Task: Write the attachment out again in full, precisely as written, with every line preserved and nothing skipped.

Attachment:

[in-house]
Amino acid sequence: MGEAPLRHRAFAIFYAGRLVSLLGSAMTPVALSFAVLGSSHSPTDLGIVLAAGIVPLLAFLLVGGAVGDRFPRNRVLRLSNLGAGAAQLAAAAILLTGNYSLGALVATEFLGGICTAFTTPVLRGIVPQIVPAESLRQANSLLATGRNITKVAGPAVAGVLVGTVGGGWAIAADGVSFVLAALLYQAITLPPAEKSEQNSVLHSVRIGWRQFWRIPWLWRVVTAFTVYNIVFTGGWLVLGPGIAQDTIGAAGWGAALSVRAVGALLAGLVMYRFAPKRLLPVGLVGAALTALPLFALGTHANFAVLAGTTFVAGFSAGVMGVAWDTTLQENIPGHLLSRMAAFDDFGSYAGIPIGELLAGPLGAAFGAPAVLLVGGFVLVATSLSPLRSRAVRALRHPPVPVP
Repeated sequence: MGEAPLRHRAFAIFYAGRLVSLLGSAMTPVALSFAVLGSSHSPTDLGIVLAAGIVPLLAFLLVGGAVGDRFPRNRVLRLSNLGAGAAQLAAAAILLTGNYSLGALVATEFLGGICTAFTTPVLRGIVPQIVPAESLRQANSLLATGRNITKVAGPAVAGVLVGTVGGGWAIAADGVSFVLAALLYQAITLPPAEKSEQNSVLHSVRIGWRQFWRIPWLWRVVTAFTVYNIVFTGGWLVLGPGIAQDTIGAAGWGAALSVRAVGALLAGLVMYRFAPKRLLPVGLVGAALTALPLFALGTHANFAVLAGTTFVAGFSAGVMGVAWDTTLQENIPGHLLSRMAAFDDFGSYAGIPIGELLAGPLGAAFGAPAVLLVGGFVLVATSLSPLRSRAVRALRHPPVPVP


[in-house]
Amino acid sequence: MGEAPLRHRAFAIFYAGRLVSLLGSAMTPVALSFAVLGSSHSPTDLGIVLAAGIVPLLAFLLVGGAVGDRFPRNRVLRLSNLGAGAAQLAAAAILLTGNYSLGALVATEFLGGICTAFTTPVLRGIVPQIVPAESLRQANSLLATGRNITKVAGPAVAGVLVGTVGGGWAIAADGVSFVLAALLYQAITLPPAEKSEQNSVLHSVRIGWRQFWRIPWLWRVVTAFTVYNIVFTGGWLVLGPGIAQDTIGAAGWGAALSVRAVGALLAGLVMYRFAPKRLLPVGLVGAALTALPLFALGTHANFAVLAGTTFVAGFSAGVMGVAWDTTLQENIPGHLLSRMAAFDDFGSYAGIPIGELLAGPLGAAFGAPAVLLVGGFVLVATSLSPLRSRAVRALRHPPVPVP
Repeated sequence: MGEAPLRHRAFAIFYAGRLVSLLGSAMTPVALSFAVLGSSHSPTDLGIVLAAGIVPLLAFLLVGGAVGDRFPRNRVLRLSNLGAGAAQLAAAAILLTGNYSLGALVATEFLGGICTAFTTPVLRGIVPQIVPAESLRQANSLLATGRNITKVAGPAVAGVLVGTVGGGWAIAADGVSFVLAALLYQAITLPPAEKSEQNSVLHSVRIGWRQFWRIPWLWRVVTAFTVYNIVFTGGWLVLGPGIAQDTIGAAGWGAALSVRAVGALLAGLVMYRFAPKRLLPVGLVGAALTALPLFALGTHANFAVLAGTTFVAGFSAGVMGVAWDTTLQENIPGHLLSRMAAFDDFGSYAGIPIGELLAGPLGAAFGAPAVLLVGGFVLVATSLSPLRSRAVRALRHPPVPVP